Steps of Apologies

Earlier this week, one of the (no need for superlatives here– all students deserve respect without qualifiers) students told me about a comment another one of my colleague’s made:


We talked, and the issue isn’t over. One could make a strong argument that I shouldn’t have placed the “Do you want me to do something about it?” question/burden on the student. I have spoken, and do speak with, other adults in the building I trust to ensure that the harm doesn’t continue and the student is cared for. What I wish is that white teachers who struggle with growth perhaps take a page from this creator’s amazing video shares:

And I have no notes for this creator.

But I do have a few for some of my white colleagues: you are going to feel defensive, and your defensiveness is a poison to awareness, growth, or reflection. You said something really dumb and racist. I’ve said dumb things. I’ve misgendered a student, and then quickly apologized and corrected. I’ve learned about colonized language/colloquialisms that are harmful. If you get called out or called in, apologize, and do better. And be prepared that your apology does not guarantee you grace. I learned that the hard way on Twitter. I did harm, I apologized, and I was removed as a friend. And I am working on understanding that my inner ADHD/trauma and fear of being mischaracterized don’t take priority over someone else’s truth.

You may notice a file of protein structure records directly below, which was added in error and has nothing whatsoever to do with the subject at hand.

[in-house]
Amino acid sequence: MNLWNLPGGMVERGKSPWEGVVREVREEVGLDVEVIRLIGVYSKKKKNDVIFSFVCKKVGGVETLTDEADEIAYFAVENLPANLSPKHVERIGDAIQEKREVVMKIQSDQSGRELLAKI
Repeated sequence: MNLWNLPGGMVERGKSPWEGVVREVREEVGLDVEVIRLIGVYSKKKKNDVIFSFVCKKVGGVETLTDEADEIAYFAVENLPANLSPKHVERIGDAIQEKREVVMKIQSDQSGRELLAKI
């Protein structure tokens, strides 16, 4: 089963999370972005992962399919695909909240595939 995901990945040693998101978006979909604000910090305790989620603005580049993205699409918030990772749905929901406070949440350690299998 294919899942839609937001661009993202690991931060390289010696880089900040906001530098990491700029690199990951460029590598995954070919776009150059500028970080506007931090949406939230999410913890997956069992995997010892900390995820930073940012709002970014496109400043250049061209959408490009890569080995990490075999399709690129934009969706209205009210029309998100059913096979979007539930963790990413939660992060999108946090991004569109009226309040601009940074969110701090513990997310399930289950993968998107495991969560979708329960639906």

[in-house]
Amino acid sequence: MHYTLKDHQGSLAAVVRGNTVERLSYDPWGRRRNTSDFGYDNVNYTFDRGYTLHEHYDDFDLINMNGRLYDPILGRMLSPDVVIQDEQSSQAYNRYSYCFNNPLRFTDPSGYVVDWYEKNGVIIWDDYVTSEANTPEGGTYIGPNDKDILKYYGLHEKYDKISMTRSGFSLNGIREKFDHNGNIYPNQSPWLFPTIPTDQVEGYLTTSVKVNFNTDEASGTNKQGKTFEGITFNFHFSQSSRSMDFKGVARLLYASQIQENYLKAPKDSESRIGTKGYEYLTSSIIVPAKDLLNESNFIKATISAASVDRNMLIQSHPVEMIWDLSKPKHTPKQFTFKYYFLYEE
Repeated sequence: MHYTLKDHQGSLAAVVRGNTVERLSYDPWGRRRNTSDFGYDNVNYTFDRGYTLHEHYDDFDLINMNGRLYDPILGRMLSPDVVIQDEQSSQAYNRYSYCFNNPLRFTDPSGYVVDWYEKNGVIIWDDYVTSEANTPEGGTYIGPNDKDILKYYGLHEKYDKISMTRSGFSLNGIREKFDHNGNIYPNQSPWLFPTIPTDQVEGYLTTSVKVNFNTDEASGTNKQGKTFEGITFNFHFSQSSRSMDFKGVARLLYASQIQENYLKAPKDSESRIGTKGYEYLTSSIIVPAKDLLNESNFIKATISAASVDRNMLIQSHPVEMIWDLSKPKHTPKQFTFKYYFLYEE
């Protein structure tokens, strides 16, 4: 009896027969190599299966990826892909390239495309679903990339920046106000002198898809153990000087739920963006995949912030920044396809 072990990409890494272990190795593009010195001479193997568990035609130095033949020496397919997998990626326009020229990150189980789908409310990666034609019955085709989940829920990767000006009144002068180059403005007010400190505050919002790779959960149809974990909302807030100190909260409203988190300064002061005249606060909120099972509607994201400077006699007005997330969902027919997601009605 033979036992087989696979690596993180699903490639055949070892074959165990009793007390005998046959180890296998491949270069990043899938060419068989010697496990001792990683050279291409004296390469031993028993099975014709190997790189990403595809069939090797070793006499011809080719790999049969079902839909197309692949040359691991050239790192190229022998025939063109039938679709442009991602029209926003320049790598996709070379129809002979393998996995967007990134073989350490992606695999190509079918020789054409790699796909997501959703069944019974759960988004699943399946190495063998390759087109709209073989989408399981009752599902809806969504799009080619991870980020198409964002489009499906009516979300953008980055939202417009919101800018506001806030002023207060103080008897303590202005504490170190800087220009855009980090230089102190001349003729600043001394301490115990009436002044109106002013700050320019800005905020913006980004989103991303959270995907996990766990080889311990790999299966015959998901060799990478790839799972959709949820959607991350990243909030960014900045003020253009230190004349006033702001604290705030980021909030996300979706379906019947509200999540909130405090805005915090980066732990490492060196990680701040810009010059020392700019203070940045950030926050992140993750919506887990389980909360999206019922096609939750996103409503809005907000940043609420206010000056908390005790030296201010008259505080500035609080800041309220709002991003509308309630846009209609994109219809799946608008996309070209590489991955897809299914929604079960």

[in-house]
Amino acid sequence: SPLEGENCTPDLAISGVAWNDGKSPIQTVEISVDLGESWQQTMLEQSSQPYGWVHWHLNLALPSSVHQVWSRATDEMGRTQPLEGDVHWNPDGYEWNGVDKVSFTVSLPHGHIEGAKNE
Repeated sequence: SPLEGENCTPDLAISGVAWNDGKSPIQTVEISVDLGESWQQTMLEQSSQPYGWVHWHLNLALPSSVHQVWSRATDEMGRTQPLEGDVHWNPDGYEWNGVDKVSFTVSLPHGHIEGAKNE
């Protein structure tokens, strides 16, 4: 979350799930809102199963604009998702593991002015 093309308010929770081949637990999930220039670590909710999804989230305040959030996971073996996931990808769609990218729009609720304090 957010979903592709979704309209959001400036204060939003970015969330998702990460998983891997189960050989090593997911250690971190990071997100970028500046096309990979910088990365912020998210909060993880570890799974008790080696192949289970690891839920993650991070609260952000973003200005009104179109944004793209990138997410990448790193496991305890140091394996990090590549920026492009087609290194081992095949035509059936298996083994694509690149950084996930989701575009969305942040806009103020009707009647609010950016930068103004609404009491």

Anyway, here is a video I have shown at the beginning of every school year: